"The wreckage was easy to spot. The area was completely barren flat land."
Categorically denying Pakistani claims that the IAF had flown across the border to pick up debris of the Atlantique, Vishnoi says "we landed on our side. We were about five hundred metres from the border."
A Quick Reaction Team (QRT) of the Indian Air Force quickly moved out of the chopper to pick up debris and load it on to the aircraft.
"The ground may have been soggy. I was holding on to the power while the helicopter wheels were lightly touching the ground." Vishnoi waited as the QRT loaded the aircraft.
"We flew to Lakhpat and landed the helicopter. We were ordered to return to the crash site again and pick up more of the wreckage."
Little did Vishnoi know what was in store for him.
"The gap between the first and second sortie to pick up the wreckage would have been just 45 minutes but on the second sorties, there was Medium Machine Gun fire from across the border." Vishnoi had never expected to see Pakistani forces in this remote area.
"There were two people hiding behind a bush and they opened up. I heard the sound. The aircraft was hit."
Unarmed and not authorised to respond with force, Vishnoi rushed back to base.
"One bullet hit the body of the aircraft. It hit the door in the rear and came out the other one. Another bullet hit the trailing edge of one of the tail rotor blades creating a one inch hole."
I spoke to Pankaj Vishnoi, now a retired Air Commodore for the first time on Tuesday, more than 20 years since we had both cheated death along with the other journalists and IAF crew members on the chopper we were flying in.
"Was that your closest call?" I asked Vishnoi.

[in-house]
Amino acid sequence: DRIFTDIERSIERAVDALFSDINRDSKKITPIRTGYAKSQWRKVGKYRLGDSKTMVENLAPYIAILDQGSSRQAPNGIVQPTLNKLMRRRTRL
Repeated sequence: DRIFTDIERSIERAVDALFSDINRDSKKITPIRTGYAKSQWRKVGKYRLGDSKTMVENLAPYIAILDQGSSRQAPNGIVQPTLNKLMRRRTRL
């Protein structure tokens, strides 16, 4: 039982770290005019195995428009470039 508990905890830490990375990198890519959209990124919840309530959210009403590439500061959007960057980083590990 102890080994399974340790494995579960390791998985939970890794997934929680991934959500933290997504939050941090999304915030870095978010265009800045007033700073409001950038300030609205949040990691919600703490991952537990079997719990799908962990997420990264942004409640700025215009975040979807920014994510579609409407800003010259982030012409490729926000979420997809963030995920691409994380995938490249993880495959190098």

"This was the closest call for me in all my years in the IAF," he replied.
"But did you know, Vishnu, that of the six pilots on those three Mi-8 helicopters that flew that day, two are dead."
I was stunned.
"Flight Lieutenant R Garg and Flying Officer Vikram Singh, both flying the second chopper in the formation are gone." Both were killed in separate incidents over the next several years.
R Garg was killed in a helicopter accident over the Doda valley in Kashmir and Vikram Singh was among nine IAF personnel killed when two Mi-17 helicopters had a mid-air collission near Jamnagar in September 2012.
There was another pilot we met at Naliya Air Force base that day who also lost his life.
The man who shot down the Atlantique, Squadron Leader Prashant Kumar Bundela died in August 2002, four months after he ejected from a MiG 21. Bundela had landed on his neck and was left paralysed.
I ask Air Commodore Pankaj Vishnoi about these losses.
"These are professional hazards," he says.



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Thought of the day

“Act as though it is impossible to fail.”
Dorothea Brande